Mountain Cedar in the Hill Country: Native Nuisance or Foreign Fiend?

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The late winter, early spring brings cedar fever to the Hill Country. This allergy season starts with mountain cedar, also known as Ashe juniper. Though knowing more about this tree may not stave off allergy symptoms, it can help you to understand why cedar fever plagues so many in the Hill Country each year.

What is Mountain Cedar?

Texas Hill Country Mountain Cedar also known as Ashe Juniper

Photo: Wikimedia Commons

The proper name for mountain cedar is Ashe juniper. This tree is an evergreen, cone-bearing tree or shrub typically measuring 30 feet tall. Typically found throughout the Hill Country, these trees often form cedar breaks, which choke out other trees from the area in an almost impenetrable forest of cedar. The trees have male and female forms, both of which produce cones. The female cones look like blueberries, while the male cones are elongated and hidden at the very ends of the branches. When driving through the Hill Country, you’ll notice mountain cedar trees immediately from their shorter stature, dark green foliage, and peeling bark.

Where Did Mountain Cedar Come From?

Texas Hill Country Mountain Cedar Range throughout Texas and parts of Oklahoma and Arkansas

Photo: Wikimedia Commons

Though much maligned, mountain cedar has been in Texas for thousands of years. Before people settled the area, much of the Texas Hill Country resembled oak savannah with grasslands dotted with oak trees stretching across the land. But mountain cedar still existed, though it tended to stay on steep slopes rather than throughout the land. Grazing by settlers in the 1800s removed grass and more tender saplings, allowing tougher cedar trees to take root and take over. As Ashe juniper was already well-adapted to the climate of the Hill Country, it grew quickly, forming dense breaks. Settlers also controlled natural fires that would have controlled the overgrowth of cedar. Today, much of the greenery in the Texas Hill Country is made of cedar trees rather than the more diverse, savannah of days past.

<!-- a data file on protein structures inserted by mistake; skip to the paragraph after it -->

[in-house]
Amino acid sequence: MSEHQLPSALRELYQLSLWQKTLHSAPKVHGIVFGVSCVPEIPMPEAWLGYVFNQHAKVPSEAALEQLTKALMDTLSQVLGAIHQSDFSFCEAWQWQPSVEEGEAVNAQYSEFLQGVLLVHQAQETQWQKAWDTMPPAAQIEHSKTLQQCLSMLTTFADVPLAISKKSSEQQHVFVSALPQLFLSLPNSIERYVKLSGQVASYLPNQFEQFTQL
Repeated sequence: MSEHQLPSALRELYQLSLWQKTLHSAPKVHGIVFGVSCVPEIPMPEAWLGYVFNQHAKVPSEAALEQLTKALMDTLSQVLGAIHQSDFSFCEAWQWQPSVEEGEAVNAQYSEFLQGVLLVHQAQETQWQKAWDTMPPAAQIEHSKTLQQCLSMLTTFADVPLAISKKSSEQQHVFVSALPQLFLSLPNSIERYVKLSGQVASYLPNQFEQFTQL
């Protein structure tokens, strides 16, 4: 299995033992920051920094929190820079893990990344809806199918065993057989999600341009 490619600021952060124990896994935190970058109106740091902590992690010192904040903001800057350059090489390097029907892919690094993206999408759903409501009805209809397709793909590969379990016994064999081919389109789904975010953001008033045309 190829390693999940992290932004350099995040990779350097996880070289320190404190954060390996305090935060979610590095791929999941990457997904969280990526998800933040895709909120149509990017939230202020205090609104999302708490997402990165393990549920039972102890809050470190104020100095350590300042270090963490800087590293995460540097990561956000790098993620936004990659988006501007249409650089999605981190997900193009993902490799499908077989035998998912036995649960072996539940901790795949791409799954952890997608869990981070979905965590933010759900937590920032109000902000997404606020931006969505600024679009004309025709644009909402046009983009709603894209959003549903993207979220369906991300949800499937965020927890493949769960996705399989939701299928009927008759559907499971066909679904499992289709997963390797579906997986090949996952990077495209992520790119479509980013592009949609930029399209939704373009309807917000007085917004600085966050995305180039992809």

Cedar Fever

Texas Hill Country Mountain Cedar Pollen Causes Cedar Fever
Photo: Wikimedia Commons

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